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Food Forward 

New PBS documentary explores America's pockets of urban agriculture

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Stett Holbrook has been writing about food and restaurants for the Bohemian ever since joining us last summer, but what readers don't know is that when Holbrook first came to me, as editor, he'd just finished a road trip around the country in a 1966 Airstream trailer with his wife and two small children. The reason? He'd been filming a TV show for PBS called Food Forward, focusing on practitioners of the small but growing revolution in urban agriculture all around the United States. This week, the show finally premieres on KQED.

My advice: watch it. In a half hour, Food Forward packs in vignette after vignette—each could be its own compelling episode. We see rooftop gardeners in the West Village, community gardens in the Bronx, a tilapia farm in Milwaukee, an urban beekeeper in Manhattan, and in the Bay Area, Abeni Ramsey, from West Oakland. Ramsey went from buying Top Ramen for her family at the corner store to installing planter boxes and raising chickens; she now sells produce and eggs to area restaurants and runs a successful CSA.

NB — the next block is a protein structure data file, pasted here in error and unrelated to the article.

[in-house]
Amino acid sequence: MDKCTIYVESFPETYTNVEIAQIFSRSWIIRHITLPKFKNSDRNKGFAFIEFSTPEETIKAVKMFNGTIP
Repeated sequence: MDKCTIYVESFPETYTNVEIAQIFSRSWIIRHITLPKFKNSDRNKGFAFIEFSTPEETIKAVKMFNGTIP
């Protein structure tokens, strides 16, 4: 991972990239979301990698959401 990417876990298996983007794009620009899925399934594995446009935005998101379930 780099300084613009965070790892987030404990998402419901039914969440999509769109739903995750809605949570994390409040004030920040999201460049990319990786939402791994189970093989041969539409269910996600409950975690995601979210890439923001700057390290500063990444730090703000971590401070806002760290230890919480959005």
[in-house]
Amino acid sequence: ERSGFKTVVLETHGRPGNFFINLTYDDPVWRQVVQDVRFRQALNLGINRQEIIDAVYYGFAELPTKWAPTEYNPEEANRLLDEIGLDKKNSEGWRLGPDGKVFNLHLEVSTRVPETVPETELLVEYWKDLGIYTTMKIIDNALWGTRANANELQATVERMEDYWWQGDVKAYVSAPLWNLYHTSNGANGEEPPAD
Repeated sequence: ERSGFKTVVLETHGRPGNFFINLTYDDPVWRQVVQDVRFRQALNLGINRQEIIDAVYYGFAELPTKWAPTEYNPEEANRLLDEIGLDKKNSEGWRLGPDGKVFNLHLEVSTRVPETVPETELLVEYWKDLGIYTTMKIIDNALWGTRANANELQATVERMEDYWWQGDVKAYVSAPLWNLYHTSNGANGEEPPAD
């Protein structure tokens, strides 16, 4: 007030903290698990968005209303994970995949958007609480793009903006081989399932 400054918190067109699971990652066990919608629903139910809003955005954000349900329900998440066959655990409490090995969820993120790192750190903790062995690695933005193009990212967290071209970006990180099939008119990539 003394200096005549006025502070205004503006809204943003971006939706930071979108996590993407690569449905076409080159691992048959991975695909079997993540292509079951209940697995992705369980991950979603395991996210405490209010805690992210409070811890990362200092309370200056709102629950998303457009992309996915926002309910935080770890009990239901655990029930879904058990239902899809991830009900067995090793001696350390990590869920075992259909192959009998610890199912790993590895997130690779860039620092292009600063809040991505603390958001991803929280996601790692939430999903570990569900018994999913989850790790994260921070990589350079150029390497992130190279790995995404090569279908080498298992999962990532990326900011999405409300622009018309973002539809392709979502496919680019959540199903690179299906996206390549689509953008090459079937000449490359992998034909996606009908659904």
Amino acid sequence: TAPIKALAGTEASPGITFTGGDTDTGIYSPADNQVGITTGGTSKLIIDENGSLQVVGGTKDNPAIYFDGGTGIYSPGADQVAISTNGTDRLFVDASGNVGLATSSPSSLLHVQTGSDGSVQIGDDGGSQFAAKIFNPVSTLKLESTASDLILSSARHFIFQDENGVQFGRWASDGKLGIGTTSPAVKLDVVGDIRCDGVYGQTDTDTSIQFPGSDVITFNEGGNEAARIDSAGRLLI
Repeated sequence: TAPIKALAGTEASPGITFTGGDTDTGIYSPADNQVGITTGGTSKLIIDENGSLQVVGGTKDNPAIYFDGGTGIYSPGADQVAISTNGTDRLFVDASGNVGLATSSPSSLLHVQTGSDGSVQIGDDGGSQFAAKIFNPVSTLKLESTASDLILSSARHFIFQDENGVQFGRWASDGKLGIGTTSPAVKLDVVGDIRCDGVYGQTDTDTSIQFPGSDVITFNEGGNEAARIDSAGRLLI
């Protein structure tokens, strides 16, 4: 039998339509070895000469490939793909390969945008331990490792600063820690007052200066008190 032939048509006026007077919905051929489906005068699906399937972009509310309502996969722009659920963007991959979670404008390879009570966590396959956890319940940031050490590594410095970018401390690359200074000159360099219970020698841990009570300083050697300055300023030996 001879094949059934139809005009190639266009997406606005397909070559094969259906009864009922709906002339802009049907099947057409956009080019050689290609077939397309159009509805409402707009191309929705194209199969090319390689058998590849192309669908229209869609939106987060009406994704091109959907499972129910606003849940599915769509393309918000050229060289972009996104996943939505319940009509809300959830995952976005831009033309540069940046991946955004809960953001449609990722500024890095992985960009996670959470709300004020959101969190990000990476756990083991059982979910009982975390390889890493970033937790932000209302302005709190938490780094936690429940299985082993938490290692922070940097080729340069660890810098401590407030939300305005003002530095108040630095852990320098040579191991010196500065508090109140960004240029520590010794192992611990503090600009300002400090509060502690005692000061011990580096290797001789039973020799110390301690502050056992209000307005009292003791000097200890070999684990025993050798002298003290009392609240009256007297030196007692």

Food Forward hits upon an especially poignant scene in Detroit, where supermarkets are scarce and malnutrition runs high. Here, Holbrook discovers a thriving community-agriculture network, where burned-out lots are converted to gardens and a sincere love of the land prevails. Reading about urban farming is one thing—honestly, it can seem the province of coattail riders with each new trend piece that's written—but meeting the real people of Food Forward who make a vital difference in their communities is refreshing, hopeful and inspiring. Food Forward premieres Monday, April 9, on KQED at 7:30pm.—Gabe Meline

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